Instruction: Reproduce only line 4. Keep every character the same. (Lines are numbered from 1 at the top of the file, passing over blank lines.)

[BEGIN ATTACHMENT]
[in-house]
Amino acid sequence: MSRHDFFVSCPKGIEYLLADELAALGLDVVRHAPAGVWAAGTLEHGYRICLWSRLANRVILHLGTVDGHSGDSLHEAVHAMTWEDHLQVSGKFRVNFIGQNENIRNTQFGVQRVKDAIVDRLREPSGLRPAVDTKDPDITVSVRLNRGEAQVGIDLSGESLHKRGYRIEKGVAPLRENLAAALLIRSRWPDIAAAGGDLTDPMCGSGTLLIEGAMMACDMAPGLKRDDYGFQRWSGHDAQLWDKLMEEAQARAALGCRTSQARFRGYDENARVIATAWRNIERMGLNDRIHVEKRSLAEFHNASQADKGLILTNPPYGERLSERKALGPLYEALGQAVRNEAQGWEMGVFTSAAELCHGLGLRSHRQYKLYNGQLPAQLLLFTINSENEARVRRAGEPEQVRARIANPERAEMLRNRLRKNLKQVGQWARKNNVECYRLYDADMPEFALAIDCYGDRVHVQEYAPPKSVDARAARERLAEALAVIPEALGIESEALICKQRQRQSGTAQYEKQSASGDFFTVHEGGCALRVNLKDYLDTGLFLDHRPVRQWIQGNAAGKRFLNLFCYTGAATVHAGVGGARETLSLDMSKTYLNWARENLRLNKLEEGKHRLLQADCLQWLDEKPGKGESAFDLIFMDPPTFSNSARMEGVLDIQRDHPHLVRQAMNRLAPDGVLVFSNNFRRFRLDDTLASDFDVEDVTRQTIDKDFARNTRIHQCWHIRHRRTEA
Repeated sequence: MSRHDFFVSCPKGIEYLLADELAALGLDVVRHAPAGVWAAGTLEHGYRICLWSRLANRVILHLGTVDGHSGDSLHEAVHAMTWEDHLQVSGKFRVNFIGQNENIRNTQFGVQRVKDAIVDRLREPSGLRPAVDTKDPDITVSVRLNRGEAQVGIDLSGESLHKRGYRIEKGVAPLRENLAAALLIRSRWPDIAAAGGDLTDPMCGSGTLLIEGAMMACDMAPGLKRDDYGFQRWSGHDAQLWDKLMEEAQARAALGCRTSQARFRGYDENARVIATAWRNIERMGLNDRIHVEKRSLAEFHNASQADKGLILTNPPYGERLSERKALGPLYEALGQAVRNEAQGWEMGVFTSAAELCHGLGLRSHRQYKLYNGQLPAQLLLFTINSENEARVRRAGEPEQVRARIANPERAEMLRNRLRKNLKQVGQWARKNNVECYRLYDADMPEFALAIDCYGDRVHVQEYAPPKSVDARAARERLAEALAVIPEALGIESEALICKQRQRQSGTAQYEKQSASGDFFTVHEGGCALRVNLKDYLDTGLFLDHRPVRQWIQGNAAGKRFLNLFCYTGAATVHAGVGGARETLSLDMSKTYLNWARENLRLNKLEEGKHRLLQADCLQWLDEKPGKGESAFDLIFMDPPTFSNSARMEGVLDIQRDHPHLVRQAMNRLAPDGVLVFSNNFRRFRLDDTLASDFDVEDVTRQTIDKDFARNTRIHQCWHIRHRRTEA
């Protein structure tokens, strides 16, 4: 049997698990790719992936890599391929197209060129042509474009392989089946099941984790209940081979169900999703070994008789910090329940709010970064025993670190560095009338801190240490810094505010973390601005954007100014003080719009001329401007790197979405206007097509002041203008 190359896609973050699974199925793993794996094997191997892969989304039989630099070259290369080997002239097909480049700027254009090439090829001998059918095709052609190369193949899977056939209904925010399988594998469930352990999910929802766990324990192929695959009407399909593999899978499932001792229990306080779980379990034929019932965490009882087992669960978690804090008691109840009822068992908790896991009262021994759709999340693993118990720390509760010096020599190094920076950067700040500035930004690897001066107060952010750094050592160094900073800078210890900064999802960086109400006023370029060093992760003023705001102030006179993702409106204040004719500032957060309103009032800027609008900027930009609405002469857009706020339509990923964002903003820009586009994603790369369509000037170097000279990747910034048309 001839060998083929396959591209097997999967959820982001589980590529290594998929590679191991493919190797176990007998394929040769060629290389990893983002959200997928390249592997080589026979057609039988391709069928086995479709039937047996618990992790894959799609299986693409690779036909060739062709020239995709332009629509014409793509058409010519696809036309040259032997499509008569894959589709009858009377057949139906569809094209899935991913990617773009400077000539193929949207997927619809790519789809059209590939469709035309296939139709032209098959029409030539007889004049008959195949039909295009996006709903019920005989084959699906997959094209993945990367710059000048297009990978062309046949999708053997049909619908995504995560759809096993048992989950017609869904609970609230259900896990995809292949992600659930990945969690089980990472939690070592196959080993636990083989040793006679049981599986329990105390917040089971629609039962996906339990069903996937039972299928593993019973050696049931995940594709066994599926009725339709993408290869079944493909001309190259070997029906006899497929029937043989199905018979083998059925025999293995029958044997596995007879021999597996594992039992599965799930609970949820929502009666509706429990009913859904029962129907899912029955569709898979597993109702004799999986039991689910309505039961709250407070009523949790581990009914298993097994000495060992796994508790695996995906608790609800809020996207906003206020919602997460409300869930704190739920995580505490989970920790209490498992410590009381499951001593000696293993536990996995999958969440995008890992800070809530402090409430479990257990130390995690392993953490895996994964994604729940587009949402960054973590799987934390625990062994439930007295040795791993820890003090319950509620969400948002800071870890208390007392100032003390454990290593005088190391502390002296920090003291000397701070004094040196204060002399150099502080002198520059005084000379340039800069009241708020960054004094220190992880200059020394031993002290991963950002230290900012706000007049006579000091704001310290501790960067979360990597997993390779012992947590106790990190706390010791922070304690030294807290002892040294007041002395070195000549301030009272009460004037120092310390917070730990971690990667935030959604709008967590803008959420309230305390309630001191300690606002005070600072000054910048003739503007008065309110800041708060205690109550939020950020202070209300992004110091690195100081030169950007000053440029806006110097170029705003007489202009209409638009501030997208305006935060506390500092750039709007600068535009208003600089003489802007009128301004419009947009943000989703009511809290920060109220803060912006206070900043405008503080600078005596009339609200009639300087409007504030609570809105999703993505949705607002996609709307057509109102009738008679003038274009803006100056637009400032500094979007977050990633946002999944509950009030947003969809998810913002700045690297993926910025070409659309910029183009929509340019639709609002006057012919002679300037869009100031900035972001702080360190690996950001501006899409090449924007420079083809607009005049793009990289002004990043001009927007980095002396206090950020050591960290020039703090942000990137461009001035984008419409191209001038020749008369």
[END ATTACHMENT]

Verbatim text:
């Protein structure tokens, strides 16, 4: 049997698990790719992936890599391929197209060129042509474009392989089946099941984790209940081979169900999703070994008789910090329940709010970064025993670190560095009338801190240490810094505010973390601005954007100014003080719009001329401007790197979405206007097509002041203008 190359896609973050699974199925793993794996094997191997892969989304039989630099070259290369080997002239097909480049700027254009090439090829001998059918095709052609190369193949899977056939209904925010399988594998469930352990999910929802766990324990192929695959009407399909593999899978499932001792229990306080779980379990034929019932965490009882087992669960978690804090008691109840009822068992908790896991009262021994759709999340693993118990720390509760010096020599190094920076950067700040500035930004690897001066107060952010750094050592160094900073800078210890900064999802960086109400006023370029060093992760003023705001102030006179993702409106204040004719500032957060309103009032800027609008900027930009609405002469857009706020339509990923964002903003820009586009994603790369369509000037170097000279990747910034048309 001839060998083929396959591209097997999967959820982001589980590529290594998929590679191991493919190797176990007998394929040769060629290389990893983002959200997928390249592997080589026979057609039988391709069928086995479709039937047996618990992790894959799609299986693409690779036909060739062709020239995709332009629509014409793509058409010519696809036309040259032997499509008569894959589709009858009377057949139906569809094209899935991913990617773009400077000539193929949207997927619809790519789809059209590939469709035309296939139709032209098959029409030539007889004049008959195949039909295009996006709903019920005989084959699906997959094209993945990367710059000048297009990978062309046949999708053997049909619908995504995560759809096993048992989950017609869904609970609230259900896990995809292949992600659930990945969690089980990472939690070592196959080993636990083989040793006679049981599986329990105390917040089971629609039962996906339990069903996937039972299928593993019973050696049931995940594709066994599926009725339709993408290869079944493909001309190259070997029906006899497929029937043989199905018979083998059925025999293995029958044997596995007879021999597996594992039992599965799930609970949820929502009666509706429990009913859904029962129907899912029955569709898979597993109702004799999986039991689910309505039961709250407070009523949790581990009914298993097994000495060992796994508790695996995906608790609800809020996207906003206020919602997460409300869930704190739920995580505490989970920790209490498992410590009381499951001593000696293993536990996995999958969440995008890992800070809530402090409430479990257990130390995690392993953490895996994964994604729940587009949402960054973590799987934390625990062994439930007295040795791993820890003090319950509620969400948002800071870890208390007392100032003390454990290593005088190391502390002296920090003291000397701070004094040196204060002399150099502080002198520059005084000379340039800069009241708020960054004094220190992880200059020394031993002290991963950002230290900012706000007049006579000091704001310290501790960067979360990597997993390779012992947590106790990190706390010791922070304690030294807290002892040294007041002395070195000549301030009272009460004037120092310390917070730990971690990667935030959604709008967590803008959420309230305390309630001191300690606002005070600072000054910048003739503007008065309110800041708060205690109550939020950020202070209300992004110091690195100081030169950007000053440029806006110097170029705003007489202009209409638009501030997208305006935060506390500092750039709007600068535009208003600089003489802007009128301004419009947009943000989703009511809290920060109220803060912006206070900043405008503080600078005596009339609200009639300087409007504030609570809105999703993505949705607002996609709307057509109102009738008679003038274009803006100056637009400032500094979007977050990633946002999944509950009030947003969809998810913002700045690297993926910025070409659309910029183009929509340019639709609002006057012919002679300037869009100031900035972001702080360190690996950001501006899409090449924007420079083809607009005049793009990289002004990043001009927007980095002396206090950020050591960290020039703090942000990137461009001035984008419409191209001038020749008369």